This baseball season is best represented by the Cincinnati Reds. Through their first 80 games, the Reds were 40-40 overall, 20-20 at home, 20-20 on the road, 36-36 in nine-inning games, 4-4 in extra inning games, 28-28 against right-handed pitchers, and 12-12 against left-handed pitchers. And where did such monumental mediocrity get them? Just one game in the loss column out of first place in the NL Central.
Parity -- otherwise known as competitive balance around MLB offices -- means anything close to .500 is contending. As this week began, marking the official second half of the season, 17 of the 30 teams were separated by just five or fewer losses. Eighteen teams were within four games of a playoff spot. The Mariners were closer to the playoffs than the Rays. The Astros were nearer the playoffs than the Mets.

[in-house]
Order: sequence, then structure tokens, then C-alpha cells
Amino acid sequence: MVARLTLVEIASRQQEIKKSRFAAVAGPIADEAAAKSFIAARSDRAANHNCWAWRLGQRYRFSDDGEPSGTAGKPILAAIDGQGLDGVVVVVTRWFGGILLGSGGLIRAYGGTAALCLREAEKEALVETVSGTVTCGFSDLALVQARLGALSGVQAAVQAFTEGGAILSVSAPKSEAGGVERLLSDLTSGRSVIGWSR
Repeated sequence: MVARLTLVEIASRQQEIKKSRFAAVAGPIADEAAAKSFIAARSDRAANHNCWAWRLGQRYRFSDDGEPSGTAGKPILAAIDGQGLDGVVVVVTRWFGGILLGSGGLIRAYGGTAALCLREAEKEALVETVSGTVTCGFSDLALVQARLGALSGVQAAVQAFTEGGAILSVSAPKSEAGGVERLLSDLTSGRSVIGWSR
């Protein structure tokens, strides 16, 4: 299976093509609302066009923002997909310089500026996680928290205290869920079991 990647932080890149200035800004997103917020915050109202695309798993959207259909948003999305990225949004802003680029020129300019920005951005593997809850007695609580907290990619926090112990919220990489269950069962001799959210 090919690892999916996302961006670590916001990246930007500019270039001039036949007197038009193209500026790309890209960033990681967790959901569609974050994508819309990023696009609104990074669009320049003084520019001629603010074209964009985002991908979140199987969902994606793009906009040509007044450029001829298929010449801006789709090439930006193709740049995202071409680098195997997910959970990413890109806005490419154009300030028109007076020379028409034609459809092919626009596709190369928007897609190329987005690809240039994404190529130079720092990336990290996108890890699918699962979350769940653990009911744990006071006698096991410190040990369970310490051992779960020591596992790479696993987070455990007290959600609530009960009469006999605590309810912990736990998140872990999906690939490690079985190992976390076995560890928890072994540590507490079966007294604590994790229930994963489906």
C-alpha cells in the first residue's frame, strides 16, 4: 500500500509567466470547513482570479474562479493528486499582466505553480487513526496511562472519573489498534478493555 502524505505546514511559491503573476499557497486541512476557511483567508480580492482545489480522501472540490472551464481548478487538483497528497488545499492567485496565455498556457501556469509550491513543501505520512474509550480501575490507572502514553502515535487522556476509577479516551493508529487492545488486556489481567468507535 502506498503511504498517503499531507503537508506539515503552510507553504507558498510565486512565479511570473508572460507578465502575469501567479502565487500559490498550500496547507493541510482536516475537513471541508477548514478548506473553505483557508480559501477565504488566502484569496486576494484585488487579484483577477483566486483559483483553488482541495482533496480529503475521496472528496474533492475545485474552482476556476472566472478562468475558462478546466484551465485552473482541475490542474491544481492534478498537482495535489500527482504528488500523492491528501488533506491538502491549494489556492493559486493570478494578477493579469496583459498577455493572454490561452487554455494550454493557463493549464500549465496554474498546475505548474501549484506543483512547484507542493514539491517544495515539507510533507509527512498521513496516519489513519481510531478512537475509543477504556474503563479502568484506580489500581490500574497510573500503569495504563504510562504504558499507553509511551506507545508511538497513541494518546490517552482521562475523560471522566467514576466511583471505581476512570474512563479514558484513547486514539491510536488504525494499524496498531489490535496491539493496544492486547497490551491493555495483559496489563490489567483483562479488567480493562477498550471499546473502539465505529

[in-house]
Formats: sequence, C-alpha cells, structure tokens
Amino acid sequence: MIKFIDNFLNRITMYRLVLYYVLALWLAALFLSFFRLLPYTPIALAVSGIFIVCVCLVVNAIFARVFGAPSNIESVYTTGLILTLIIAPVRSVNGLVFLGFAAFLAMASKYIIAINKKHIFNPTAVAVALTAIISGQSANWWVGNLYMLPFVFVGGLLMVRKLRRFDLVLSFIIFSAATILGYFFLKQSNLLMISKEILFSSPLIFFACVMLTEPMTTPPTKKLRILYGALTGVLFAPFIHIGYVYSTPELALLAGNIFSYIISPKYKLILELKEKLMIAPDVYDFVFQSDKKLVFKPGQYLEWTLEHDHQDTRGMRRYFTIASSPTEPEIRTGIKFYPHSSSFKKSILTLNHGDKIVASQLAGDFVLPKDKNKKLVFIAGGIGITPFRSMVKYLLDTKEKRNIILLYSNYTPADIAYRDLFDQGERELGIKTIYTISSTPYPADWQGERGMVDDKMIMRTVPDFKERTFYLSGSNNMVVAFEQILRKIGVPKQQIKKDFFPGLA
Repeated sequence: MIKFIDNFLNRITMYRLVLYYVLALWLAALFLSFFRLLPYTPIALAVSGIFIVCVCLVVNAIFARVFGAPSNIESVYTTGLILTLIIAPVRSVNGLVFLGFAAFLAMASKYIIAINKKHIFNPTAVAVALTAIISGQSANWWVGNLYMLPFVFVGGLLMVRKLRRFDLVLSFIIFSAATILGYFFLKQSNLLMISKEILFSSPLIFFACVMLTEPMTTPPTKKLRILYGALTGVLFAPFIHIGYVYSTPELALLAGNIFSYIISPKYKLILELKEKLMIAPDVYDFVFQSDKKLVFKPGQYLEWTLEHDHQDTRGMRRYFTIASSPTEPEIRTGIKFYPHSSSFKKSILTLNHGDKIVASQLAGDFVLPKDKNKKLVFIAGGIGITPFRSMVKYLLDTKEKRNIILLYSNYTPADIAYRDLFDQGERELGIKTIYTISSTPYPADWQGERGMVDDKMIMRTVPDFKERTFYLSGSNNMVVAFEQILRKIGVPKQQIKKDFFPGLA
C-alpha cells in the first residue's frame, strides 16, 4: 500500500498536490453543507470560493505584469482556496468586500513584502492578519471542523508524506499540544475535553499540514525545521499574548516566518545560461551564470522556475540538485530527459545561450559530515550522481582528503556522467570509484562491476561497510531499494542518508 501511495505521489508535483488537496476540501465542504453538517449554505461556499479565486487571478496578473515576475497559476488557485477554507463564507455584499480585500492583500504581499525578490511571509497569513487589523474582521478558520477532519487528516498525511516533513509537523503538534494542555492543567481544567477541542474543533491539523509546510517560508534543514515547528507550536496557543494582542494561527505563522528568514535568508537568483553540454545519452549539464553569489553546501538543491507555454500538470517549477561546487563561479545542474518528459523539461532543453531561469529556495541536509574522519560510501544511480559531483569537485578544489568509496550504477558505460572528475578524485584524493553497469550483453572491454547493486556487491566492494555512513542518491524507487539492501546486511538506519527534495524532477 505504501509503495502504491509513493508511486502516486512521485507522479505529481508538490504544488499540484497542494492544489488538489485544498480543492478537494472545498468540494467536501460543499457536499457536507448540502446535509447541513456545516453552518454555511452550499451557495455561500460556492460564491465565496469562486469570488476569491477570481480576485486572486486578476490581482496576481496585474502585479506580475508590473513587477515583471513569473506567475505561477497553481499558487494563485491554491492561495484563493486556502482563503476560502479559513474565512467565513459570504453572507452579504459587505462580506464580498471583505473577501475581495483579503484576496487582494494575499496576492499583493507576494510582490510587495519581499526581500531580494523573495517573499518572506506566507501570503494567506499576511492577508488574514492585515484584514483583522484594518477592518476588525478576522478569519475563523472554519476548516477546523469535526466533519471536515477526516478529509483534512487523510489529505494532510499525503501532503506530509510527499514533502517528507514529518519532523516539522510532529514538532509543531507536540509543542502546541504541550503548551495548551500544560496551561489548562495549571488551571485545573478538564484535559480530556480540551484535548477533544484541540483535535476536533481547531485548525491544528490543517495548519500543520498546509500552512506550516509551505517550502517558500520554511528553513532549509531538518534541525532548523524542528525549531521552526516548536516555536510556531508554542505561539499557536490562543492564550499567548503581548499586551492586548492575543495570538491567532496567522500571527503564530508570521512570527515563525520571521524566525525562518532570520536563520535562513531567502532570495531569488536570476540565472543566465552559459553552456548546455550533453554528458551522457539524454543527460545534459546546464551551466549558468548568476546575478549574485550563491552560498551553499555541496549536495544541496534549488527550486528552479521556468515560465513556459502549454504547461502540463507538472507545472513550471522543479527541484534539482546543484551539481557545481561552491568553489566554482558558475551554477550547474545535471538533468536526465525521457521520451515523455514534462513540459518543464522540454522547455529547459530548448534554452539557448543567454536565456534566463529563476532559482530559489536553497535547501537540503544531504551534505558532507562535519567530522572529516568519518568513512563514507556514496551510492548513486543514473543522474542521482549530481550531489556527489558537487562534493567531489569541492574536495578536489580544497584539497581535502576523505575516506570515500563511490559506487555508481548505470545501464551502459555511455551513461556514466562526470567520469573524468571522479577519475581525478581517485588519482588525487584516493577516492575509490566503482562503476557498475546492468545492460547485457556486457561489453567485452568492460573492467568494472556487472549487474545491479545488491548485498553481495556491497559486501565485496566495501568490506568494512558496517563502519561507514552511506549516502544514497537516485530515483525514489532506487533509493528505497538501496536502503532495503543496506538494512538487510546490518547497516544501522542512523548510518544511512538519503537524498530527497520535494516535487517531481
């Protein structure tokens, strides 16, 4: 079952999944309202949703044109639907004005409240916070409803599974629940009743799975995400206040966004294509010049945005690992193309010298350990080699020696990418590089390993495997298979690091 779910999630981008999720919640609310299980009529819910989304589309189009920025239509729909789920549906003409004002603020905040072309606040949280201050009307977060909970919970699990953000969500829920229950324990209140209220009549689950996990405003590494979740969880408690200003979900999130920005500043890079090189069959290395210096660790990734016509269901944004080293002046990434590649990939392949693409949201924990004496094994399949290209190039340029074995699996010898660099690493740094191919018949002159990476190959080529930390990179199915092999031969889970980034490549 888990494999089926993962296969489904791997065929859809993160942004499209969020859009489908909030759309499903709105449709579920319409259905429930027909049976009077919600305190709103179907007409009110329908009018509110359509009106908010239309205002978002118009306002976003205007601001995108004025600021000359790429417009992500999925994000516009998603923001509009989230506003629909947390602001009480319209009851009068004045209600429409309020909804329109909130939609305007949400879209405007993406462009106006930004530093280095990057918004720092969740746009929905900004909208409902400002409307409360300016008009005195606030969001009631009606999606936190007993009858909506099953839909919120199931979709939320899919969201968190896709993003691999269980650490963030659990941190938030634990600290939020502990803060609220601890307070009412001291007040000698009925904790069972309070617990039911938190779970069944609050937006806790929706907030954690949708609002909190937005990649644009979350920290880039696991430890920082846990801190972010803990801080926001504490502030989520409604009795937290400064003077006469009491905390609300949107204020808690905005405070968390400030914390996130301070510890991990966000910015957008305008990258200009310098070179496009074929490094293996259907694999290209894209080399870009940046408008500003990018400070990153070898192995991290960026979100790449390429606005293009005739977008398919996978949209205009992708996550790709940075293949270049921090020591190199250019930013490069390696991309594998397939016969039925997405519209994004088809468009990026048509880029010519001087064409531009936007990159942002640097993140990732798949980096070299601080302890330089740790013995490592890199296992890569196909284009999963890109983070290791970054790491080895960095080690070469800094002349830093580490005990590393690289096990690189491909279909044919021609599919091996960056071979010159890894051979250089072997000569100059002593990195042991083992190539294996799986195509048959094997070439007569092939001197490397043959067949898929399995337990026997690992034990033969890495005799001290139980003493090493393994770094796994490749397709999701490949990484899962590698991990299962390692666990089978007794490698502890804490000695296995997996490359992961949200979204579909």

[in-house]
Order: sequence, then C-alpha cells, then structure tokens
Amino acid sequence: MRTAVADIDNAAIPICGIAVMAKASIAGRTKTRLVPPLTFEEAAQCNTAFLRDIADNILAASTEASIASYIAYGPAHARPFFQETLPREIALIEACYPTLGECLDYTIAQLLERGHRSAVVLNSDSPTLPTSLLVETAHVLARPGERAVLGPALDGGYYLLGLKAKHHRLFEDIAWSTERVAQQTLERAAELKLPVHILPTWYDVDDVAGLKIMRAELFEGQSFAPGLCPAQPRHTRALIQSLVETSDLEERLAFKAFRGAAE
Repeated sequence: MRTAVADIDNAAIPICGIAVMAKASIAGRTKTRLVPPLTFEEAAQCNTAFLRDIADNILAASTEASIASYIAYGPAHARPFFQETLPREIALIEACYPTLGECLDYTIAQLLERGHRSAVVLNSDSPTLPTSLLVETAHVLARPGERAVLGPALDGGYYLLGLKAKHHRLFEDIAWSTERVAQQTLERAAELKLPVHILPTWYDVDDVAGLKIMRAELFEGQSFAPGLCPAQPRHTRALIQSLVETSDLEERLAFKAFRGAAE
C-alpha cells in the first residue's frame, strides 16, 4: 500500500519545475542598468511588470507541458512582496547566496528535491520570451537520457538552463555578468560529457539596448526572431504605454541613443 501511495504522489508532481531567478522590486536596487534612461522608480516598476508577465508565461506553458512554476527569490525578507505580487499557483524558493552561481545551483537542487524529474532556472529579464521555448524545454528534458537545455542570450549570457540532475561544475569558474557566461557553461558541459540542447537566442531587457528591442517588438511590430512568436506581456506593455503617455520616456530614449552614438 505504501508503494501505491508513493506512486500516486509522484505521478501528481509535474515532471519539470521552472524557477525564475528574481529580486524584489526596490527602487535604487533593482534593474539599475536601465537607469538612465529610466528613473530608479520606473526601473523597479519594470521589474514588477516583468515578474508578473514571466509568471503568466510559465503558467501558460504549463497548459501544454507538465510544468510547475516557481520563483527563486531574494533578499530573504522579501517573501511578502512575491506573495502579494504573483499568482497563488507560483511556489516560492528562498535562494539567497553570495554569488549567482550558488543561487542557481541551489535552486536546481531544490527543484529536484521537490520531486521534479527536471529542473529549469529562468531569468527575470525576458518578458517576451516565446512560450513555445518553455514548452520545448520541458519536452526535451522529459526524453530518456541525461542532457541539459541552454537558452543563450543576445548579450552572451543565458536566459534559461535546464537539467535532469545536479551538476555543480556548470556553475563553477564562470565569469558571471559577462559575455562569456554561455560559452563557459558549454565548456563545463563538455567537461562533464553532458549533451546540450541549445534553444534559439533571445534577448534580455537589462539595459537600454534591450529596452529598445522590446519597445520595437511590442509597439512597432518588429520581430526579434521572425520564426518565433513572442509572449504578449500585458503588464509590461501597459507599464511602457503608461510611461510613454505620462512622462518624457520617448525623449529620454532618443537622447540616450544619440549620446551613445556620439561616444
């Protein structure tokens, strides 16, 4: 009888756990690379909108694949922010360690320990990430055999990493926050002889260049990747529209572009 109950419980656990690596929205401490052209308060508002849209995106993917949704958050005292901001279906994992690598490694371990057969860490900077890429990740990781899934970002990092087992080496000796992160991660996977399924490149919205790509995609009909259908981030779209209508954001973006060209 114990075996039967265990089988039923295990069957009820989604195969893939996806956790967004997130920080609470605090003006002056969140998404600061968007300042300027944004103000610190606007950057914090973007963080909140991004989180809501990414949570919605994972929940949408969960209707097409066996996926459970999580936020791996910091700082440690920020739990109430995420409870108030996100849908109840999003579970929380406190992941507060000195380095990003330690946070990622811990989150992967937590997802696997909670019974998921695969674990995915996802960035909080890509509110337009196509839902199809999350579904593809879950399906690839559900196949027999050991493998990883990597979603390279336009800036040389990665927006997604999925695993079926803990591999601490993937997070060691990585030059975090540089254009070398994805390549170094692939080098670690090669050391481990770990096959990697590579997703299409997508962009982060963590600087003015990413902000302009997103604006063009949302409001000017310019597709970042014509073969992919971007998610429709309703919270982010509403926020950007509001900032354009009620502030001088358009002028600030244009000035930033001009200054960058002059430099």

The baseball season breaks down like this: you have the Red Sox, Yankees and Dodgers playing for October, then you have 19 teams that are fairly interchangeable, and then you have eight teams that are playing for next year. Of course, it's not quite that simple, but you get the idea.
Baseball 2009 means a wide-open playing field. It also means possible runs for .400 and a Triple Crown, a generation of young starting pitchers dominating the game, and a golden age of all-time great managers still at the top of their game. To recap a tightly if not always well-contested first half, here are my leaders for the major individual awards and some not-so-major team awards: